Re: Emergent Learning LO1941

Rachel Silber (
Wed, 5 Jul 1995 11:58:36 -0400 (EDT)

Replying to LO1925 --

> Doug Seeley writes about his children : "They were not taught explicitly
> how to read, and how to do math, yet at some moment they spontaneously
> started doing these things, much in the same manner in which () they
> rapidly began speaking French once they made up their minds to do it."
> (Doug is an Australian living in Geneva).
> We all know that children learn how to talk a foreign langage without
> explicit education (which does not mean "no education"), but I am very
> surprised to hear one can learn how to read without explicit tuition.

Many, many children (including myself when I was young) "teach themselves
to read" much the way they learn any other skill performed by people
around them without explicitly being taught. I don't remember being
taught to read, and my mother tells of being surprised when she discovered
I could. My own daughter, entering first grade in the fall, is reading
more competently by the day. While she's been in a kindergarten program,
noone set out to teach her to read, but her questions about letters and
words have always been encouraged.

> Reading is a difficult task. It's not something you do in a community (you
> have to be two to talk it helps learning a langage without lessons), but
> something you do by yourself.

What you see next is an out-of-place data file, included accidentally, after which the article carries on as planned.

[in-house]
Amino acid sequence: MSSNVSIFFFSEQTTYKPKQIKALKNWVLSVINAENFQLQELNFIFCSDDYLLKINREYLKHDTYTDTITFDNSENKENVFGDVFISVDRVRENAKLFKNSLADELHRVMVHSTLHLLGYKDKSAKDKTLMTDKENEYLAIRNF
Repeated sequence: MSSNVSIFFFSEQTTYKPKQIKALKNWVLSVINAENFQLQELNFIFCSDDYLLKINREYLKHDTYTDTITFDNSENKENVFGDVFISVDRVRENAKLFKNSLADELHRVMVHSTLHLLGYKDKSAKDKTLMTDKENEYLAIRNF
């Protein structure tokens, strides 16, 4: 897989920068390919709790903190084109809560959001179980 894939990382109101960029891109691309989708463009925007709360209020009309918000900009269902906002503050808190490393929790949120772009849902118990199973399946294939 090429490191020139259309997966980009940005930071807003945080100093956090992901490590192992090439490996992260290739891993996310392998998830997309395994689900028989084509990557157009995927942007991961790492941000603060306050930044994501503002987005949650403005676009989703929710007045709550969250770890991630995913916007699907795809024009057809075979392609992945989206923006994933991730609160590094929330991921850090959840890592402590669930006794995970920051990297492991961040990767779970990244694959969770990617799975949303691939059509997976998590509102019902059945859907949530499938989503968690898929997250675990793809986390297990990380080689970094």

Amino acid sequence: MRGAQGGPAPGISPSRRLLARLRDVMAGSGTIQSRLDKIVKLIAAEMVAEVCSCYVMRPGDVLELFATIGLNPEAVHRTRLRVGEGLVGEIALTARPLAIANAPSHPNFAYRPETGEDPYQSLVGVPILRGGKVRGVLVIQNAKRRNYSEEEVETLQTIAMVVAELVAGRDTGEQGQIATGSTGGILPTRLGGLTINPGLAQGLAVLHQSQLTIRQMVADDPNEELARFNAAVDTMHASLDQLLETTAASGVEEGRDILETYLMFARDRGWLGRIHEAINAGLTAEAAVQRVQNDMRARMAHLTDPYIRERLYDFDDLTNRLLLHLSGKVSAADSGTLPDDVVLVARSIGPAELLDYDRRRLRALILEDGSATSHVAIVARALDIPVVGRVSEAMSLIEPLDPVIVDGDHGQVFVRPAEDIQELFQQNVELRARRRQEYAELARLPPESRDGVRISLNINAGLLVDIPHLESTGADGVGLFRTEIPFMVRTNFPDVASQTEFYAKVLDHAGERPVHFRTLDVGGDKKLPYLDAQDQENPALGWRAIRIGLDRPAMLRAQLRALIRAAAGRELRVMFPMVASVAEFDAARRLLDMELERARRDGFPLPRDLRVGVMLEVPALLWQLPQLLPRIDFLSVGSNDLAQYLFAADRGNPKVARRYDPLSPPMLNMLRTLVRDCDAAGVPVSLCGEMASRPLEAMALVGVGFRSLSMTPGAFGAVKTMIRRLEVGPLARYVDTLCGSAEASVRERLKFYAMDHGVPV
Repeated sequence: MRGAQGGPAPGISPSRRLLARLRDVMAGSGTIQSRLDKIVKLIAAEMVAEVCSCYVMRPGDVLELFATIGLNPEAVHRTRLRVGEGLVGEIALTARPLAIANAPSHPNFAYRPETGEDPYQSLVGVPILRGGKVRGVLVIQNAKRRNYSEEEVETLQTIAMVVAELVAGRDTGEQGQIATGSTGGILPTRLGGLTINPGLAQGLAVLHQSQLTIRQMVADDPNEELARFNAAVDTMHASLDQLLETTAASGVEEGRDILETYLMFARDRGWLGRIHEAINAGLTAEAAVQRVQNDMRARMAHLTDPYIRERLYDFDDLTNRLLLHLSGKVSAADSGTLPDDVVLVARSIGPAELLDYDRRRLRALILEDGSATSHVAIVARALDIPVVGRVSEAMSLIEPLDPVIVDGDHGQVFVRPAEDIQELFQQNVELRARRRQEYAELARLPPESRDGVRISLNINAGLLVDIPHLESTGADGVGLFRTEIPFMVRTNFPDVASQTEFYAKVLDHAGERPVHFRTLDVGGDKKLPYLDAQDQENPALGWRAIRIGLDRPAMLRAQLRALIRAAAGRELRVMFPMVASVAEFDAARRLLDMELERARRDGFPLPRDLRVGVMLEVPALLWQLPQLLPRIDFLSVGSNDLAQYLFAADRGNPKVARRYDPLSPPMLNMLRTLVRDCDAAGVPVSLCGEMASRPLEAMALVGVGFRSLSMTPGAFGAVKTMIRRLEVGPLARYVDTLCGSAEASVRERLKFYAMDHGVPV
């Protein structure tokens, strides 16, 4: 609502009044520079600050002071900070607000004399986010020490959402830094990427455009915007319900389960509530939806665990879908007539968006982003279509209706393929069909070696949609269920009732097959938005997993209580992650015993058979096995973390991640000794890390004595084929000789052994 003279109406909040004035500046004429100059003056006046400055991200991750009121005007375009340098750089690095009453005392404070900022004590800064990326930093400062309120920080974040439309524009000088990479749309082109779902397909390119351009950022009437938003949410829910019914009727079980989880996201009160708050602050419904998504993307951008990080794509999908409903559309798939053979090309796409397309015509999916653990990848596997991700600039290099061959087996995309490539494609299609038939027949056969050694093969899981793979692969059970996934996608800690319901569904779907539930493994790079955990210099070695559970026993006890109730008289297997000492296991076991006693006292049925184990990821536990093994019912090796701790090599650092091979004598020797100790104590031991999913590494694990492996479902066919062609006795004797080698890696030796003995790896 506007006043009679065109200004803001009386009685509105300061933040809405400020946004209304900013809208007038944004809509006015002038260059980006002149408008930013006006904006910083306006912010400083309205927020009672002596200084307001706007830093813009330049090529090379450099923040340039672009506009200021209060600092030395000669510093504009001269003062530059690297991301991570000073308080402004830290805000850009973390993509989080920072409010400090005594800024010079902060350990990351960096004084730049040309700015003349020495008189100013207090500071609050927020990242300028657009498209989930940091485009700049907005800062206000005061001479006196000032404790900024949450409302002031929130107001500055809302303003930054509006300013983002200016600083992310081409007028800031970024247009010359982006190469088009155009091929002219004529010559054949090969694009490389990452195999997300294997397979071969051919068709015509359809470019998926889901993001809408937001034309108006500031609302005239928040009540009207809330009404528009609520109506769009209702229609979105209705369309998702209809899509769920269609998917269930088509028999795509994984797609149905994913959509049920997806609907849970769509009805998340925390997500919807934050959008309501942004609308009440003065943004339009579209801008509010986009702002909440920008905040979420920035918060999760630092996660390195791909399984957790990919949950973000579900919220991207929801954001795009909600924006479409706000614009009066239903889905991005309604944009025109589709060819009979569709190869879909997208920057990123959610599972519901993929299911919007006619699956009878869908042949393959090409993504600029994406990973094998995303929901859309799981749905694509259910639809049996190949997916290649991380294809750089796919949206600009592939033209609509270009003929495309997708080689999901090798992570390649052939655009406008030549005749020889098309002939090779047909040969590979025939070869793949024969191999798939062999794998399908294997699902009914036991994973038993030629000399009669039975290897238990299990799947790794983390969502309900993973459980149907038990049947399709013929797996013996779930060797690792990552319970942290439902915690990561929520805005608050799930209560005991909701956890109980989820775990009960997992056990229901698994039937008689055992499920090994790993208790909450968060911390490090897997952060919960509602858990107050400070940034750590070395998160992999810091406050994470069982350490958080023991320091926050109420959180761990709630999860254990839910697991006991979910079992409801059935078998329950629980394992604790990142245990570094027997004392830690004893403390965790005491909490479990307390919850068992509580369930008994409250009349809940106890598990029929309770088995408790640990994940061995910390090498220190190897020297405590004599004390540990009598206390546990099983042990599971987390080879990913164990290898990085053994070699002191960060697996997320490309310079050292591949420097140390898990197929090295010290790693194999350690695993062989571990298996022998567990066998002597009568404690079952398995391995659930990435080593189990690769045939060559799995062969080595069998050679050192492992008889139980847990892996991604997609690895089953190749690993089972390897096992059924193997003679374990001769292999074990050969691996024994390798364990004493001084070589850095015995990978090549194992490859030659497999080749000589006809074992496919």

I don't know of any child learning to read on their own without being
read to. Being read to is a moment in a child's day to have a parent's
undivided attention, nothing solitary about it.

> And the motivation to read is usually low :
> children don't need to read to live and enjoy themselves (whereas they
> need to talk to play with friends). One of the firt tasks of a teacher is
> to give children the desire to read, to show them that one can find
> treasures in books

In my experience, children are highly motivated to read, if they see
the adults around them valuing books and treating reading as one of the
significant skills of adult life. I fear that if that motivation
waits to be formally imparted by a teacher, it is too late.

Anyway, to connect this discussion back to learning-org, John Holt wrote
extensively about the innate capacity for learning in each child and how
it is best encouraged. He believes that the institutions for schooling
that we currently have destroy love of learning, and the facility for
continued independent self-education in adulthood. Another perspective on
why it's so hard to make learning organizations happen -- they're
populated by people who've gone to School, and have internalized the
implicit lessons of our educational system along with the explicit ones.
(eg: Learning starts when the bell rings and stops when the bell rings...
If it's important, you'll be tested on it... )

> Behinf this discussion, I see another on acquisition of tacit knowledge
> which should be of great interest on this list.

I really liked these examples (lanolin in fleece, swimming, cycling, sales
technique), but I'm condensing to save some space. All of the examples,
and part of what distinguishes "tacit knowledge" from things you can learn
from books, will provide feedback to the learner, whether you like it or
not! I can learn that the capital of New Hampshire is Concord, and Concord
NH will give me no response. I can't learn the knowledge that a salesman
has without getting responses from customers to let me know if I got it
right. Bicycling is even more direct, if you get it wrong you get a bruise
to show you, even if you memorized the book.

Rachel Silber